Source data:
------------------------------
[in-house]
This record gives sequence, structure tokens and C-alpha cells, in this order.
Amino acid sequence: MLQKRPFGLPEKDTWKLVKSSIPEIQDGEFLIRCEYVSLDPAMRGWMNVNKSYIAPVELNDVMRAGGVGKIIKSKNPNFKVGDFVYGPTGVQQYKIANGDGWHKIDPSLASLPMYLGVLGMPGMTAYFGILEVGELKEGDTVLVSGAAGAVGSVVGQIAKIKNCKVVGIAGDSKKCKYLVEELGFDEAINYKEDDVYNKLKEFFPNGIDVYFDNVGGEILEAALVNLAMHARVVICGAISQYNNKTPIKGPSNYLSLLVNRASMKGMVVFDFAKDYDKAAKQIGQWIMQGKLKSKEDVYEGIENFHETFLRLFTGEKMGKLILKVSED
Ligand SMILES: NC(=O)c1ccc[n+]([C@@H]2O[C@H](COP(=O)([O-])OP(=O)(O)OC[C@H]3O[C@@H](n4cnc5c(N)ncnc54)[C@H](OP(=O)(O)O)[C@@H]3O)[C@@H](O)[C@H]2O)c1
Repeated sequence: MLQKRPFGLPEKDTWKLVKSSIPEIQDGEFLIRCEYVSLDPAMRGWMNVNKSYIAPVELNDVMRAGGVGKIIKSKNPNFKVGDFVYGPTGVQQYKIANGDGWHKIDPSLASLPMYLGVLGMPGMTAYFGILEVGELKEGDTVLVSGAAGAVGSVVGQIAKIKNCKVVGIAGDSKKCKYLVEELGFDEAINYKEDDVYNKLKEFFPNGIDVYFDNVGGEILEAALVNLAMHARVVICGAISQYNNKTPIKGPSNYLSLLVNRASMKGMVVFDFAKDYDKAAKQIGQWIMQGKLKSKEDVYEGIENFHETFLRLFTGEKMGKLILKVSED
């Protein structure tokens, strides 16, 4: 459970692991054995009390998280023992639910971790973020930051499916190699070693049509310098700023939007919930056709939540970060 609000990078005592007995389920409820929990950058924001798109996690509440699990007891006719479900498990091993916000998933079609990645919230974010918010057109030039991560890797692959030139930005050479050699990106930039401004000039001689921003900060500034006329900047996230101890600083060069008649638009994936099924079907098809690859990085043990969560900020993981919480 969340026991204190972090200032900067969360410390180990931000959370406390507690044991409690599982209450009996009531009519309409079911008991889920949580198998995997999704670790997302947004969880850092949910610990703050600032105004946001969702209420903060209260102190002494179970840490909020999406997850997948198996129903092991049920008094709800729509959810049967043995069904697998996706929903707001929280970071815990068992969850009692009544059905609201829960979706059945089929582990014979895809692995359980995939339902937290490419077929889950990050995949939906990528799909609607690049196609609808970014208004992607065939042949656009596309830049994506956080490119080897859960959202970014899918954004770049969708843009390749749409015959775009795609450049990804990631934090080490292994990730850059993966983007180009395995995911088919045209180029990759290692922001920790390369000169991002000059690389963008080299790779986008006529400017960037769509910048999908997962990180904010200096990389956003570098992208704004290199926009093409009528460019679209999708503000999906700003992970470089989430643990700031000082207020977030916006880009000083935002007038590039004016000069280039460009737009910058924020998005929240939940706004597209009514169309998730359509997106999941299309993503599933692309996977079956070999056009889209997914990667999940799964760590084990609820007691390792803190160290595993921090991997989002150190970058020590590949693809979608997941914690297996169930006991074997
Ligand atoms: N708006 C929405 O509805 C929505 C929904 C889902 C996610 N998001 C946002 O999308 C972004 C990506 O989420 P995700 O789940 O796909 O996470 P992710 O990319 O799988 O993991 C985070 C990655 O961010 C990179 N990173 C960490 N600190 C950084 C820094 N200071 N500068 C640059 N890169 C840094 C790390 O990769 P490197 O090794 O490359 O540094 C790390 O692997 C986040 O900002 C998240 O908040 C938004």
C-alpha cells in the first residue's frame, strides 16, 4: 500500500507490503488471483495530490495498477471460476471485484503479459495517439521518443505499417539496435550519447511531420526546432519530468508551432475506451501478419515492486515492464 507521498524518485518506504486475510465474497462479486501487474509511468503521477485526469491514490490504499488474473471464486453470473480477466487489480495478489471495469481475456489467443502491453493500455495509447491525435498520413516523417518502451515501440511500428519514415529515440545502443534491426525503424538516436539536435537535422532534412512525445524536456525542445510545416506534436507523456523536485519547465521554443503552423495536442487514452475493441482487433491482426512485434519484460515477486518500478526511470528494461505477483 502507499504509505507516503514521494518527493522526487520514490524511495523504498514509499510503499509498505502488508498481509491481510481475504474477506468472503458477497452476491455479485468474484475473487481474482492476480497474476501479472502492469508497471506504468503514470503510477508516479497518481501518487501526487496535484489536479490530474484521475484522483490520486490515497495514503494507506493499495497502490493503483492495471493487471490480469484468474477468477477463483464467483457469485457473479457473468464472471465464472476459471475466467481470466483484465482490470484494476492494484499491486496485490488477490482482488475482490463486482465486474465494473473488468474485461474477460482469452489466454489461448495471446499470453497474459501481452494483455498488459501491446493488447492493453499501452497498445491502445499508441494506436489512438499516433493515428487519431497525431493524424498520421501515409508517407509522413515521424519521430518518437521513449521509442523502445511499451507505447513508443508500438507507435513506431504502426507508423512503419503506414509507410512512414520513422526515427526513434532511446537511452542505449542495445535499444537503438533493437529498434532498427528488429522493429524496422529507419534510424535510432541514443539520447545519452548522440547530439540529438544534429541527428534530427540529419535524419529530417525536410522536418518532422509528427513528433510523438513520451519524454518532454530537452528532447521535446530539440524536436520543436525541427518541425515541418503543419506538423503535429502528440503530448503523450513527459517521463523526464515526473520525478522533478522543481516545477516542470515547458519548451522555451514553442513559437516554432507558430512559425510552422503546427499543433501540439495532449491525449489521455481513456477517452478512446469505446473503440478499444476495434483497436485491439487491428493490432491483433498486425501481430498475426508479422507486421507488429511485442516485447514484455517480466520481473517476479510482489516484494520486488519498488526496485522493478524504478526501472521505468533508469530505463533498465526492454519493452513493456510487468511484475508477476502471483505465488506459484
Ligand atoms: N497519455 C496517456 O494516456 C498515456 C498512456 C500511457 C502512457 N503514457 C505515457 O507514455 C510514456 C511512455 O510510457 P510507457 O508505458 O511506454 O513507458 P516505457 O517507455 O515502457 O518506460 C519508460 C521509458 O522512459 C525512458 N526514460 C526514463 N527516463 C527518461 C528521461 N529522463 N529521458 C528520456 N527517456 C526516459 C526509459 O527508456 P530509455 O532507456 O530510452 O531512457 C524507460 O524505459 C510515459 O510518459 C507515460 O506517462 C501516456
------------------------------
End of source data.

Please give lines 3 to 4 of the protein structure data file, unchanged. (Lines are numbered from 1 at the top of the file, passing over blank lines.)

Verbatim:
Amino acid sequence: MLQKRPFGLPEKDTWKLVKSSIPEIQDGEFLIRCEYVSLDPAMRGWMNVNKSYIAPVELNDVMRAGGVGKIIKSKNPNFKVGDFVYGPTGVQQYKIANGDGWHKIDPSLASLPMYLGVLGMPGMTAYFGILEVGELKEGDTVLVSGAAGAVGSVVGQIAKIKNCKVVGIAGDSKKCKYLVEELGFDEAINYKEDDVYNKLKEFFPNGIDVYFDNVGGEILEAALVNLAMHARVVICGAISQYNNKTPIKGPSNYLSLLVNRASMKGMVVFDFAKDYDKAAKQIGQWIMQGKLKSKEDVYEGIENFHETFLRLFTGEKMGKLILKVSED
Ligand SMILES: NC(=O)c1ccc[n+]([C@@H]2O[C@H](COP(=O)([O-])OP(=O)(O)OC[C@H]3O[C@@H](n4cnc5c(N)ncnc54)[C@H](OP(=O)(O)O)[C@@H]3O)[C@@H](O)[C@H]2O)c1